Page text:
The future of the evangelical Church in NZ – a question of method

Perhaps surprising to those who know me, the problem I see is not that young adults are not for the most part blindly following the doctrinal assertions of their elders but that they are. Blind theological conservatism is a blight on the NZ church and may end up being the demise of significant portions of it. I have various issues with mainstream church life and doctrine amongst churches which people in my age group are attending in large numbers; most significant I think are some serious problems with theological method. I’m not a theologian and perhaps it is arrogant of me to pretend to have informed views on these things; I’ll let you make what you will of this. I’m sorry for not sticking to the stereotype of the mindless carefree happy-clappy Christian – I freely admit that my cynicism often exceeds what might be useful for edification. Feel free to blame the university, prideful intellectualism, cognitive dissonance brought on by studying bio/phil, or what have you for this woeful situation; but please do keep reading regardless.

The main stream of young adults who’ve stayed within the protestant/charismatic churches beyond their teenage years are not, in my experience, wildly off-centre in their theology or practice. Sure, there are unhelpful emphases out there, and some trajectories in the messages that are being most regularly heard (e.g. a focus on feelings, ad hoc inclusion of diverse theologies based on their attractiveness, prosperity theology, shallowness, naïve panderings to postmodernism, lack of interest in Bible-focussed discipleship …) are quite concerning, but overall I think things are kept roughly in line with historic orthodoxy through the sheer impetus which the evangelical movement with its associated ‘parachurch’ resources & organisations has built up around itself over the last 50 years. The evangelistic impulse is also probably quite important. That evangelicalism today has a soft theologically ‘liberal’ fringe which goes largely unchallenged suggests to me that the central truths are held to for largely historical reasons rather than as a matter of conviction and understanding.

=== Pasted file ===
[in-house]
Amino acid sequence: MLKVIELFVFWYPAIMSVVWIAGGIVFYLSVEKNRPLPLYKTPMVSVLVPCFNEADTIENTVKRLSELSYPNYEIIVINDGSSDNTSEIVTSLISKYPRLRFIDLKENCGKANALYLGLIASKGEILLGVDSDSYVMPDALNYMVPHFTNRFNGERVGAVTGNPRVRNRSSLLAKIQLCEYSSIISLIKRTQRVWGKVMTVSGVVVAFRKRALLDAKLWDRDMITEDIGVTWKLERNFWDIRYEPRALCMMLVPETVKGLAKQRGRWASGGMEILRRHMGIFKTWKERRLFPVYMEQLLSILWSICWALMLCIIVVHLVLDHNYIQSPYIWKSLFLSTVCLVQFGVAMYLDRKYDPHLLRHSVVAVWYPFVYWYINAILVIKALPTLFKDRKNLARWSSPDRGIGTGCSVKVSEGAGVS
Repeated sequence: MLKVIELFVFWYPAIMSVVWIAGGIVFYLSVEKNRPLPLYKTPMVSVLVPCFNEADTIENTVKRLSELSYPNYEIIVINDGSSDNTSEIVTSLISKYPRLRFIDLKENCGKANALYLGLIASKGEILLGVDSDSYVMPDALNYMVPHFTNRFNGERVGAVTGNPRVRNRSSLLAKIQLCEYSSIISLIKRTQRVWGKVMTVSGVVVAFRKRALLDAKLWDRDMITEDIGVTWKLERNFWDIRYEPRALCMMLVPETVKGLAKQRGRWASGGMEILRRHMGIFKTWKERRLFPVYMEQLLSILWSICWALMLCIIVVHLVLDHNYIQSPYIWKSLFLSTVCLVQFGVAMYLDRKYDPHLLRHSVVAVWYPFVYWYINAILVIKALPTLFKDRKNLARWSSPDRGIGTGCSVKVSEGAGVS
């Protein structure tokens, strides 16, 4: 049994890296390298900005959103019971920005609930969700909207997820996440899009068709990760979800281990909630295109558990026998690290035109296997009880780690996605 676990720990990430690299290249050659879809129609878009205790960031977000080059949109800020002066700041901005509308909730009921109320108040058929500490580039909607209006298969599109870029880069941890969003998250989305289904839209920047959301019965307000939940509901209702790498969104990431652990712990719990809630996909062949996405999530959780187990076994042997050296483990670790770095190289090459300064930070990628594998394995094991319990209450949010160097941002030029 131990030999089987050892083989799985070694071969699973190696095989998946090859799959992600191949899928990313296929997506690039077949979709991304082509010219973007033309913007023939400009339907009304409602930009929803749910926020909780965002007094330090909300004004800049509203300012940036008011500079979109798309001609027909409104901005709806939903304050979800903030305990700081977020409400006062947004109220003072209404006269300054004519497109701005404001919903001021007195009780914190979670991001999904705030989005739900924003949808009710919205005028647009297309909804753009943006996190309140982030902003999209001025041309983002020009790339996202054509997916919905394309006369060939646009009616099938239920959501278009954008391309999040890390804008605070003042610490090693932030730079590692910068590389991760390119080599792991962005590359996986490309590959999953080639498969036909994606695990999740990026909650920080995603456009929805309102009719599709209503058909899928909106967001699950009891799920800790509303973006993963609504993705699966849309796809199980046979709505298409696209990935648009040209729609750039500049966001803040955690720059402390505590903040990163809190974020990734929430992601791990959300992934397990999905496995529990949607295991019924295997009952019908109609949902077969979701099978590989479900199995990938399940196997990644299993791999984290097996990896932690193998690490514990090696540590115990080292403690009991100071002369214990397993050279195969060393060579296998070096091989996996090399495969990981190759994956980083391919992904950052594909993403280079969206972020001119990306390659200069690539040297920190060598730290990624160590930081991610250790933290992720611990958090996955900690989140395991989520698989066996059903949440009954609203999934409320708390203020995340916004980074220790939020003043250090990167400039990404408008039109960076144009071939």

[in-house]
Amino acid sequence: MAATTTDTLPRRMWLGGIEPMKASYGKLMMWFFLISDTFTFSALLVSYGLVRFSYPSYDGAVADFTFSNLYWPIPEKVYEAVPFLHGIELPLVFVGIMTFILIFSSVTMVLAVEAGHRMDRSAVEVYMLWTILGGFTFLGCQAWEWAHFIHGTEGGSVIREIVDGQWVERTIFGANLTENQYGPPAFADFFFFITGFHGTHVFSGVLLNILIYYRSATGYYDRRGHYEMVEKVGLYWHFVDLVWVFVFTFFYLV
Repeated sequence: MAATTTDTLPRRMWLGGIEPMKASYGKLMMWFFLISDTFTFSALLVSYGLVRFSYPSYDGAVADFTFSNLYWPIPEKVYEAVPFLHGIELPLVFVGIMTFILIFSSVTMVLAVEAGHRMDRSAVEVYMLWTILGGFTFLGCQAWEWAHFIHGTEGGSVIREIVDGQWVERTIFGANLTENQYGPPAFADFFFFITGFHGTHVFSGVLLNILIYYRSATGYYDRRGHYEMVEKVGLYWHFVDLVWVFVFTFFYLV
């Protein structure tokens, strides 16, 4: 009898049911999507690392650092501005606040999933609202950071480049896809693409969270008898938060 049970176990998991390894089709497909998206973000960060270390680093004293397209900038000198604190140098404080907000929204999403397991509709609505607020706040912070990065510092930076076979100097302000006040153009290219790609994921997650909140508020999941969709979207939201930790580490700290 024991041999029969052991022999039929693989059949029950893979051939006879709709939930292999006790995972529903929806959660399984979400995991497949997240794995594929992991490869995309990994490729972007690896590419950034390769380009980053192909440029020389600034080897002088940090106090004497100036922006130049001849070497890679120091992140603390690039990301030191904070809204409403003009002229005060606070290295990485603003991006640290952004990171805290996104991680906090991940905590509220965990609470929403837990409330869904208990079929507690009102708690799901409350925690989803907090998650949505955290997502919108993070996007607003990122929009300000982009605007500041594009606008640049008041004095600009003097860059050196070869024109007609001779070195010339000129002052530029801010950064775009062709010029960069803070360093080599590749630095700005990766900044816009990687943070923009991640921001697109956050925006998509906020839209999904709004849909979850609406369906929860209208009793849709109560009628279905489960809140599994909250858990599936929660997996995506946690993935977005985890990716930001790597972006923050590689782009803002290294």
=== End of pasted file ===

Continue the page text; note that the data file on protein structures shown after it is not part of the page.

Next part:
The widely accepted theological conclusions of yesteryear are still widely accepted, and this situation is I suspect helped in a short-term way by a general antipathy towards questioning things in evangelical circles. The problem is that young adults don’t know why the conclusions associated with evangelicalism are held; the reasoning behind the results is opaque, because the memory of this subculture, in its pragmatism and experientialism, has forgotten it. Some people will trust their elders on the matter, but when push comes to shove and the elders get questioned, those facing doubts are likely to be left with platitudes and anti-intellectual admonitions rather than the substance of the Christian faith. With the assertion that questioning is bad goes the assumption that questioning will result in rejecting the core of the faith; in actuality, questioning can lead to clarifying what is at the core and rejecting what is merely the accumulated debris of misled tradition. Regaining the reasoning in some institutional way is absolutely crucial if evangelicalism is to retain its focus and effectiveness. The substance required constitutes not only a list of reasons, but a method for working out true conclusions, along with a justification of that method. I think we still retain most of the conclusions today, but having lost the method and associated discernment, the future is wide open, and disturbingly so.

Evangelicalism is a confessional stance rather than merely a tribal affiliation or aesthetic preference. Some will push back and say that it’s all about a relationship, not mere religious doctrine – and I agree that ticking the boxes on a list of doctrine does not suffice. What is needed is a total orientation of one’s volition, one’s ‘heart’, towards the only true God, who is revealed in Jesus Christ. This is a relationship made possible by God’s free revelation of Himself (rather than our own studying or efforts in any way), and should be accompanied by zeal, but this zeal if it is to be directed truth-wards must be founded on knowledge (Romans 10:2). Following on from this, the appropriate method for gaining theological knowledge will involve paying close attention to God’s revelation – i.e. studying the Bible. This may seem to some like either dry rationalism (how medieval to consider that old book central! Can’t God just speak to me directly?) or naïve fideism (that book is irrelevant to life; if a deity actually exists, it’s not to be found in there!) but it is neither. It is not dry or irrelevant, because the living God has chosen to reveal Himself in this way, and it is not senseless because the claims do stack up when considered in relation to external factors and internal coherency.